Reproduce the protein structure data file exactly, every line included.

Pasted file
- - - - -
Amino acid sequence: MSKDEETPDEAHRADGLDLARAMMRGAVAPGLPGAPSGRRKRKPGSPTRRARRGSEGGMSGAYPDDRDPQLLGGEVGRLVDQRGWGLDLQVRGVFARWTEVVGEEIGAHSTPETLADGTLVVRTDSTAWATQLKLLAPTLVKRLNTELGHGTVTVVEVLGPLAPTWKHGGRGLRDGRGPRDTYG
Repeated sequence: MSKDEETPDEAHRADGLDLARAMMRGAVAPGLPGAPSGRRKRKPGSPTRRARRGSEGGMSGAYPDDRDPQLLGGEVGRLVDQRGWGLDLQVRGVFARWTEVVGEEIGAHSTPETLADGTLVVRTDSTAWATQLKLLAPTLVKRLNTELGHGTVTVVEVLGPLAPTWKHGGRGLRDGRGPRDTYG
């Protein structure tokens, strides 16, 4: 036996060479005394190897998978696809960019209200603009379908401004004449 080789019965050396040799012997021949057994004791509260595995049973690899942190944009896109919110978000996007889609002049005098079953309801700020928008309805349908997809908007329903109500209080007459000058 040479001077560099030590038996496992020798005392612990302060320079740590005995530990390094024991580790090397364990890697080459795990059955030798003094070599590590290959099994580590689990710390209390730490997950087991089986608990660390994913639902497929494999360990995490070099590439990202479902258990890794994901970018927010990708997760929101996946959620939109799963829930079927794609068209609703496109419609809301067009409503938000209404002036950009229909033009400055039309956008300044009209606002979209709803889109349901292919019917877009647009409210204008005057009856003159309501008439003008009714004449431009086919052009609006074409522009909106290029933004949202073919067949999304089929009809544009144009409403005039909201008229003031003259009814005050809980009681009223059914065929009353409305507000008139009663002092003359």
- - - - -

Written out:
Amino acid sequence: MSKDEETPDEAHRADGLDLARAMMRGAVAPGLPGAPSGRRKRKPGSPTRRARRGSEGGMSGAYPDDRDPQLLGGEVGRLVDQRGWGLDLQVRGVFARWTEVVGEEIGAHSTPETLADGTLVVRTDSTAWATQLKLLAPTLVKRLNTELGHGTVTVVEVLGPLAPTWKHGGRGLRDGRGPRDTYG
Repeated sequence: MSKDEETPDEAHRADGLDLARAMMRGAVAPGLPGAPSGRRKRKPGSPTRRARRGSEGGMSGAYPDDRDPQLLGGEVGRLVDQRGWGLDLQVRGVFARWTEVVGEEIGAHSTPETLADGTLVVRTDSTAWATQLKLLAPTLVKRLNTELGHGTVTVVEVLGPLAPTWKHGGRGLRDGRGPRDTYG
């Protein structure tokens, strides 16, 4: 036996060479005394190897998978696809960019209200603009379908401004004449 080789019965050396040799012997021949057994004791509260595995049973690899942190944009896109919110978000996007889609002049005098079953309801700020928008309805349908997809908007329903109500209080007459000058 040479001077560099030590038996496992020798005392612990302060320079740590005995530990390094024991580790090397364990890697080459795990059955030798003094070599590590290959099994580590689990710390209390730490997950087991089986608990660390994913639902497929494999360990995490070099590439990202479902258990890794994901970018927010990708997760929101996946959620939109799963829930079927794609068209609703496109419609809301067009409503938000209404002036950009229909033009400055039309956008300044009209606002979209709803889109349901292919019917877009647009409210204008005057009856003159309501008439003008009714004449431009086919052009609006074409522009909106290029933004949202073919067949999304089929009809544009144009409403005039909201008229003031003259009814005050809980009681009223059914065929009353409305507000008139009663002092003359």